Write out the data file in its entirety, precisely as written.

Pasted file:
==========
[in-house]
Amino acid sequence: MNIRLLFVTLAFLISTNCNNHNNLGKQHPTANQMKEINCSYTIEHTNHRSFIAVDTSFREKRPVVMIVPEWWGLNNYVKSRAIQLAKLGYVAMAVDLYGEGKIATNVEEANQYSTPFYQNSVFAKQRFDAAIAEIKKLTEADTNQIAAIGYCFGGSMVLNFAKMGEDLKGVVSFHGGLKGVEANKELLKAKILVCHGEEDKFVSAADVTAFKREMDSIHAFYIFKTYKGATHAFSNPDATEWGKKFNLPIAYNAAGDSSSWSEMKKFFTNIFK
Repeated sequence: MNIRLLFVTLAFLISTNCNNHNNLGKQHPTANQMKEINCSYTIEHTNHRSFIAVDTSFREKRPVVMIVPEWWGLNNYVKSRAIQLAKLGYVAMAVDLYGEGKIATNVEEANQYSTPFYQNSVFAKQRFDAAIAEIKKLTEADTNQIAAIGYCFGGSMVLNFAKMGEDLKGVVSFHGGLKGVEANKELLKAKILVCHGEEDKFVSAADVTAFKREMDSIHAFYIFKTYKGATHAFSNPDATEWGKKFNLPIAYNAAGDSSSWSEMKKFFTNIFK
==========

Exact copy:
[in-house]
Amino acid sequence: MNIRLLFVTLAFLISTNCNNHNNLGKQHPTANQMKEINCSYTIEHTNHRSFIAVDTSFREKRPVVMIVPEWWGLNNYVKSRAIQLAKLGYVAMAVDLYGEGKIATNVEEANQYSTPFYQNSVFAKQRFDAAIAEIKKLTEADTNQIAAIGYCFGGSMVLNFAKMGEDLKGVVSFHGGLKGVEANKELLKAKILVCHGEEDKFVSAADVTAFKREMDSIHAFYIFKTYKGATHAFSNPDATEWGKKFNLPIAYNAAGDSSSWSEMKKFFTNIFK
Repeated sequence: MNIRLLFVTLAFLISTNCNNHNNLGKQHPTANQMKEINCSYTIEHTNHRSFIAVDTSFREKRPVVMIVPEWWGLNNYVKSRAIQLAKLGYVAMAVDLYGEGKIATNVEEANQYSTPFYQNSVFAKQRFDAAIAEIKKLTEADTNQIAAIGYCFGGSMVLNFAKMGEDLKGVVSFHGGLKGVEANKELLKAKILVCHGEEDKFVSAADVTAFKREMDSIHAFYIFKTYKGATHAFSNPDATEWGKKFNLPIAYNAAGDSSSWSEMKKFFTNIFK